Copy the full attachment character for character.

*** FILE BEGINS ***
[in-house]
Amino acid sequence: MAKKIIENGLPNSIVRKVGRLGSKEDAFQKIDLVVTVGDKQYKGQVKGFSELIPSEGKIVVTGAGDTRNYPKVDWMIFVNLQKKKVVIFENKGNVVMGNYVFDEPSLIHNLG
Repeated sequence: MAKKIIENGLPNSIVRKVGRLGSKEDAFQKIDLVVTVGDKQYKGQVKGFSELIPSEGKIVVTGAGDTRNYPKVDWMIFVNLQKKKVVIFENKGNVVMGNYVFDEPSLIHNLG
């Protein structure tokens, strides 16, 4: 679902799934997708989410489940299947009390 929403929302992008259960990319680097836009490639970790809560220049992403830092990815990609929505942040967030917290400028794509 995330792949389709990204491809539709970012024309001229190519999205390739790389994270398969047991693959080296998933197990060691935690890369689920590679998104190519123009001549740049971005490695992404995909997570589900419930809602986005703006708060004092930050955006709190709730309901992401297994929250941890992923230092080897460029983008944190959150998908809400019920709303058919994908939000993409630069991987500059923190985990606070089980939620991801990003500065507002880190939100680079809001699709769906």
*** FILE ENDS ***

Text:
[in-house]
Amino acid sequence: MAKKIIENGLPNSIVRKVGRLGSKEDAFQKIDLVVTVGDKQYKGQVKGFSELIPSEGKIVVTGAGDTRNYPKVDWMIFVNLQKKKVVIFENKGNVVMGNYVFDEPSLIHNLG
Repeated sequence: MAKKIIENGLPNSIVRKVGRLGSKEDAFQKIDLVVTVGDKQYKGQVKGFSELIPSEGKIVVTGAGDTRNYPKVDWMIFVNLQKKKVVIFENKGNVVMGNYVFDEPSLIHNLG
């Protein structure tokens, strides 16, 4: 679902799934997708989410489940299947009390 929403929302992008259960990319680097836009490639970790809560220049992403830092990815990609929505942040967030917290400028794509 995330792949389709990204491809539709970012024309001229190519999205390739790389994270398969047991693959080296998933197990060691935690890369689920590679998104190519123009001549740049971005490695992404995909997570589900419930809602986005703006708060004092930050955006709190709730309901992401297994929250941890992923230092080897460029983008944190959150998908809400019920709303058919994908939000993409630069991987500059923190985990606070089980939620991801990003500065507002880190939100680079809001699709769906």